An update is provided on the Earth's global annual mean energy budget in the light of new observations and analyses. In 1997, Kiehl and Trenberth provided a review of past estimates and performed a number of radiative computations to better establish the role of clouds and various greenhouse gases in the overall radiative energy flows, with top-of-atmosphere (TOA) values constrained by Earth Radiation Budget Experiment values from 1985 to 1989, when the TOA values were approximately in balance. The Clouds and the Earth's Radiant Energy System (CERES) measurements from March 2000 to May 2004 are used at TOA but adjusted to an estimated imbalance from the enhanced greenhouse effect of 0.9 W m−2. Revised estimates of surface turbulent fluxes are made based on various sources. The partitioning of solar radiation in the atmosphere is based in part on the International Satellite Cloud Climatology Project (ISCCP) FD computations that utilize the global ISCCP cloud data every 3 h, and also accounts for increased atmospheric absorption by water vapor and aerosols.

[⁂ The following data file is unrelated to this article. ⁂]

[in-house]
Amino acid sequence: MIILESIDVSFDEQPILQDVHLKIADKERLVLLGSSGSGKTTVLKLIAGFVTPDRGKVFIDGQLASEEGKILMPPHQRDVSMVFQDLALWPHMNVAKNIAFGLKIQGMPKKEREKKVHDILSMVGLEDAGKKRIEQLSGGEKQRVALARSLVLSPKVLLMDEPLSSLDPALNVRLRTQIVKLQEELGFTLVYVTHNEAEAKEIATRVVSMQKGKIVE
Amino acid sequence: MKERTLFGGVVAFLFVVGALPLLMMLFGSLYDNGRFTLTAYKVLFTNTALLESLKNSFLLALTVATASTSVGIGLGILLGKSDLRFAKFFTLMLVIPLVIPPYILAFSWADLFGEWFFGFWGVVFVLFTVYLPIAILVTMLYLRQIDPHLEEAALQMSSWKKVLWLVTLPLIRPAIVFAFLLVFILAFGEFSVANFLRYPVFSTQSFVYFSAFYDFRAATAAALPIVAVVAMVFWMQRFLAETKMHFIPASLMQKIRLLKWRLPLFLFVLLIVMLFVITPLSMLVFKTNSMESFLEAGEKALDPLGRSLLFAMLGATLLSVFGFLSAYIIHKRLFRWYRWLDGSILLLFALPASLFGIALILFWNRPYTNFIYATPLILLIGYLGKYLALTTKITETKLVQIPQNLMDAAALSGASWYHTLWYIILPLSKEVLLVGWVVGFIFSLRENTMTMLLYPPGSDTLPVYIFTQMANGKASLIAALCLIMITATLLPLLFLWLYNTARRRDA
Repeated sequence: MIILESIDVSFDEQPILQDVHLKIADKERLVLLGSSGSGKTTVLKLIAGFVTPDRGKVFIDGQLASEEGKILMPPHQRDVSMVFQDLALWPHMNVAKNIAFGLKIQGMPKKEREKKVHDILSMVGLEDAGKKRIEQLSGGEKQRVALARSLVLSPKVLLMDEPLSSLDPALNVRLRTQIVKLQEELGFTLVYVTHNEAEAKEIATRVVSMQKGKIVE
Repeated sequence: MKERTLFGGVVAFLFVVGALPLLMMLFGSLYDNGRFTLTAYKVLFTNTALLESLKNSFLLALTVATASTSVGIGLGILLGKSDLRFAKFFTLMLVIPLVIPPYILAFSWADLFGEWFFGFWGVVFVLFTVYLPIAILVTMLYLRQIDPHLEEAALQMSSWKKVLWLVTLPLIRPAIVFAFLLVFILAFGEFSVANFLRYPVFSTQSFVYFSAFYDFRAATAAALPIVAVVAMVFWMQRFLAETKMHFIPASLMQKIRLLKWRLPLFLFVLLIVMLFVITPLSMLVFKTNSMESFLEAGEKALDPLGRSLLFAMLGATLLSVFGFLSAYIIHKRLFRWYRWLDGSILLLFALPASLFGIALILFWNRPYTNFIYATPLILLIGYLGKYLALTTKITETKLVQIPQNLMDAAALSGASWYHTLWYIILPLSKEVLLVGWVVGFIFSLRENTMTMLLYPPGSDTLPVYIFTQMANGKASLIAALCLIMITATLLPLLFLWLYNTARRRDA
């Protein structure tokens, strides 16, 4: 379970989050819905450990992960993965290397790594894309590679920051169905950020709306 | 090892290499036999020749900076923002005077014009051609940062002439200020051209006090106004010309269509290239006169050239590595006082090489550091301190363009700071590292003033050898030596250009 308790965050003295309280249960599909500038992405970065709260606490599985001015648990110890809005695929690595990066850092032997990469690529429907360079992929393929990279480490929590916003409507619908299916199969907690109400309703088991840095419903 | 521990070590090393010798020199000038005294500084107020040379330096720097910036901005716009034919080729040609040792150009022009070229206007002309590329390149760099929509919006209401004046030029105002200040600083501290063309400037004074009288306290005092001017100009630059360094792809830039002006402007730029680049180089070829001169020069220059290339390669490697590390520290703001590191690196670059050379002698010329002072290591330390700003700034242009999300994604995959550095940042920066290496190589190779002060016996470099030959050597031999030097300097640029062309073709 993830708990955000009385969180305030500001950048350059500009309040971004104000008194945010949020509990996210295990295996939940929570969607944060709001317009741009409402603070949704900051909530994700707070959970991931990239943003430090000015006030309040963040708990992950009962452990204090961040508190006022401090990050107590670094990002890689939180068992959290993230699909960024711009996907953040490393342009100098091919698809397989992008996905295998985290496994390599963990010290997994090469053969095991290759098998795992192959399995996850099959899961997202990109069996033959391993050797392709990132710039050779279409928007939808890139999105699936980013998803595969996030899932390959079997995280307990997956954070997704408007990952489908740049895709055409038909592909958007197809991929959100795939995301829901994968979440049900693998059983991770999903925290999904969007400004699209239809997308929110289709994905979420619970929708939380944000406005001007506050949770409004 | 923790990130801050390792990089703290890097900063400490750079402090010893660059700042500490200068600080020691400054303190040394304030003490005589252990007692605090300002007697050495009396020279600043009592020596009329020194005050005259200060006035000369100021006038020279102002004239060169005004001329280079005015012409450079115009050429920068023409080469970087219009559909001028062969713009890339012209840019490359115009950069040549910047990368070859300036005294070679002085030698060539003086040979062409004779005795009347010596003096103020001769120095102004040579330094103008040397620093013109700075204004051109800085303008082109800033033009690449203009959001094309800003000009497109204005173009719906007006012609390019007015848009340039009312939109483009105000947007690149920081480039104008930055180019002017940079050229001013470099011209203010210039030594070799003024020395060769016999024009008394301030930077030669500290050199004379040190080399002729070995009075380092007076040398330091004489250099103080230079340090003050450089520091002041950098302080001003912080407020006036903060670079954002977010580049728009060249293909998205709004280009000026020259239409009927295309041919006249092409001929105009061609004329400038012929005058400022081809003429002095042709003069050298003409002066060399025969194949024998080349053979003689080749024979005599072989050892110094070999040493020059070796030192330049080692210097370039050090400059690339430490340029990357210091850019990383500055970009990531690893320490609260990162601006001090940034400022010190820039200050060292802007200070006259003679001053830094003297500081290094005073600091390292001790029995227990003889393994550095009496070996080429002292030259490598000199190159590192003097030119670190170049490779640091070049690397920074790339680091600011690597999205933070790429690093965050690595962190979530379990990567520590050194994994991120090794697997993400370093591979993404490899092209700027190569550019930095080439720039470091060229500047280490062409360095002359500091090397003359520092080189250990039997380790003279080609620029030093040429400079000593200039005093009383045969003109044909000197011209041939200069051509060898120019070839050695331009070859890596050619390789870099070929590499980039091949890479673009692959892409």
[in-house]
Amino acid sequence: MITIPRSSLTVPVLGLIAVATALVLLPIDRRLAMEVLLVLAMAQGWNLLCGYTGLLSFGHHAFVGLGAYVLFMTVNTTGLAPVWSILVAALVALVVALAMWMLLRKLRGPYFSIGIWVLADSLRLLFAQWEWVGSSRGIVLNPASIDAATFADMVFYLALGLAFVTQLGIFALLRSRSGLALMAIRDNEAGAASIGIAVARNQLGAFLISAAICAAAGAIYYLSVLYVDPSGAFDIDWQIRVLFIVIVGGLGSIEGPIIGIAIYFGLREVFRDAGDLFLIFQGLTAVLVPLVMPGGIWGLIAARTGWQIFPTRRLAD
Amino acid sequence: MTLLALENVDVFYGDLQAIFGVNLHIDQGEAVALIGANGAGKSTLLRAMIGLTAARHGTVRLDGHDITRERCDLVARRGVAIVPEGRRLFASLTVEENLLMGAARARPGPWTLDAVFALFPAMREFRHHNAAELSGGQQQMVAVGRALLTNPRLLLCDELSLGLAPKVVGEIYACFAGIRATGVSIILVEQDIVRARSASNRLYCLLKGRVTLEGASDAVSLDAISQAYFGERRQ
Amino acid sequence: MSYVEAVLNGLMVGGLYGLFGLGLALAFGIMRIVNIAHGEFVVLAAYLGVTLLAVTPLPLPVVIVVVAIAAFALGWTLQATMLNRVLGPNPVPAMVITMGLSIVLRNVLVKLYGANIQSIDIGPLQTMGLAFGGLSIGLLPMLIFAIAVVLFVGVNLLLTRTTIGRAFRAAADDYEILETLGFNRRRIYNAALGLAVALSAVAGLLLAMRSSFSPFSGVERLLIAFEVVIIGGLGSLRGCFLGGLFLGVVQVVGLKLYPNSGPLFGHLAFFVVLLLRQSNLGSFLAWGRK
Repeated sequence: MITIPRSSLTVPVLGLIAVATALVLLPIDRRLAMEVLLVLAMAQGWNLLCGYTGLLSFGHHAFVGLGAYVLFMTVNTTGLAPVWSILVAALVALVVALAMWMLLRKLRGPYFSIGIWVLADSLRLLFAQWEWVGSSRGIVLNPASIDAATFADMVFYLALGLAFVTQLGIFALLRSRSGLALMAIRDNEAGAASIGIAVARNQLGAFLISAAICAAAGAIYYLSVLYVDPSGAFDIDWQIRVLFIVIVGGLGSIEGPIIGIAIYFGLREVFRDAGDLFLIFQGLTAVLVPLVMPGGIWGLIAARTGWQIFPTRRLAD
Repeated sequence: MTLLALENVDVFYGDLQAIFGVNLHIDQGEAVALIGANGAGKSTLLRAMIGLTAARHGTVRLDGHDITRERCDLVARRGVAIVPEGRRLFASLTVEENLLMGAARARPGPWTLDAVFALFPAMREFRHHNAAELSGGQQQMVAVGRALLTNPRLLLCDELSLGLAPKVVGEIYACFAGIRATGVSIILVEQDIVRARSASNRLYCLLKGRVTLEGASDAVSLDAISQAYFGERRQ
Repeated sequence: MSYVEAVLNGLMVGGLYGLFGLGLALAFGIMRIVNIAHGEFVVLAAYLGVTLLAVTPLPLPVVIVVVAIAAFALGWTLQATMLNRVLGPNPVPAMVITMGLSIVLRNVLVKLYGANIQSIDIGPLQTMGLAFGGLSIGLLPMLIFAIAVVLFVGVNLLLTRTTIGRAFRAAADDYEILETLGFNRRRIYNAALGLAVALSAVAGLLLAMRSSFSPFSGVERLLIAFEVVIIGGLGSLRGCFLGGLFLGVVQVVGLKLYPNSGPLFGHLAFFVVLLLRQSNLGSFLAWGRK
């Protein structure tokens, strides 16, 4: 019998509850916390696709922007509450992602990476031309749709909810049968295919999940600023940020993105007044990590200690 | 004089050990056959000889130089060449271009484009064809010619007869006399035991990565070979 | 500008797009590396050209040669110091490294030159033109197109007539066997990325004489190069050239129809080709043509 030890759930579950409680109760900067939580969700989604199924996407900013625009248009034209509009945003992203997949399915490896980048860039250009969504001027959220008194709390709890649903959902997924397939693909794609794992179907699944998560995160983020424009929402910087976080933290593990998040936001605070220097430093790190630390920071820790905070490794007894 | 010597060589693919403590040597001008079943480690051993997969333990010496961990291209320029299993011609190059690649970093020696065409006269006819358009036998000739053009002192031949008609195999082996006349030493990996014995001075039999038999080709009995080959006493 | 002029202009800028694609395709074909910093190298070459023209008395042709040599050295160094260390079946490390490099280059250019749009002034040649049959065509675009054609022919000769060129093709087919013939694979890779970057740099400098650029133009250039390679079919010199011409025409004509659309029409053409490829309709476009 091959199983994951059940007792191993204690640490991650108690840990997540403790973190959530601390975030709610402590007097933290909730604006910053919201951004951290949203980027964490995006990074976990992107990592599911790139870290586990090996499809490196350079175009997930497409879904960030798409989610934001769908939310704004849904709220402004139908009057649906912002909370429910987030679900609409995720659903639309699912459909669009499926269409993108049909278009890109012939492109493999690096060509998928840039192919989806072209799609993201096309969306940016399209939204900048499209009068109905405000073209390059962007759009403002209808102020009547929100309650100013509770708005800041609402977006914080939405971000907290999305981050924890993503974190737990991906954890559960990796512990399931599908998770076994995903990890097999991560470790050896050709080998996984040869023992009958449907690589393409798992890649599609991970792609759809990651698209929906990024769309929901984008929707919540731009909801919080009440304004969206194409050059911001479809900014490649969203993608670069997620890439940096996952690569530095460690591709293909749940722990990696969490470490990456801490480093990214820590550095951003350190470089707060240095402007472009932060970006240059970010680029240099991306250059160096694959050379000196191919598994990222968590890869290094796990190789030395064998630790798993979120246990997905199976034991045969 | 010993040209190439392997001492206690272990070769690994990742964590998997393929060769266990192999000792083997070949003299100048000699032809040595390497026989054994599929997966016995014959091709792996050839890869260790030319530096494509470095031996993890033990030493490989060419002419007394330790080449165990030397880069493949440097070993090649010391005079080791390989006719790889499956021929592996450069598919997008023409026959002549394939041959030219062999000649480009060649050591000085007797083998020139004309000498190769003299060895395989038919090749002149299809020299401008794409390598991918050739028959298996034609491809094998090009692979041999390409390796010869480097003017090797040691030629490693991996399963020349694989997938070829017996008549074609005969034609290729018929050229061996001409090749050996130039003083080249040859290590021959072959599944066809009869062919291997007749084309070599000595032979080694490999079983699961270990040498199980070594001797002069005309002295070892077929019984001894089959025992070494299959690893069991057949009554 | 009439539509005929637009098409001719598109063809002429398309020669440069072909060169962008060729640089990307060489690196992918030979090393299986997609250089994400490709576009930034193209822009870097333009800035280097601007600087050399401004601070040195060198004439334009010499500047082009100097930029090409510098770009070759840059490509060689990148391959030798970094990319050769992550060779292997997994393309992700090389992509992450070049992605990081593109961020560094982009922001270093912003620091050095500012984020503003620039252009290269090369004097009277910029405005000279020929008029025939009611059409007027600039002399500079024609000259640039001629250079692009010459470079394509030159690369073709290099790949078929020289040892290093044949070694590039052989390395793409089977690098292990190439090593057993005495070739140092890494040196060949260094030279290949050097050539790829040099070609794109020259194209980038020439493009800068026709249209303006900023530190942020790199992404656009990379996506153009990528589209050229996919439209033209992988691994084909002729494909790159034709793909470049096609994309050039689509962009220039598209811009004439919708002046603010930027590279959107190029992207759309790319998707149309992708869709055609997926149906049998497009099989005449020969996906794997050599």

Surface upward longwave radiation is adjusted to account for spatial and temporal variability. A lack of closure in the energy balance at the surface is accommodated by making modest changes to surface fluxes, with the downward longwave radiation as the main residual to ensure a balance.

Values are also presented for the land and ocean domains that include a net transport of energy from ocean to land of 2.2 petawatts (PW) of which 3.2 PW is from moisture (latent energy) transport, while net dry static energy transport is from land to ocean. Evaluations of atmospheric reanalyses reveal substantial biases.

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Footnotes

National Center for Atmospheric Research,* Boulder, Colorado

*The National Center for Atmospheric Research is sponsored by the National Science Foundation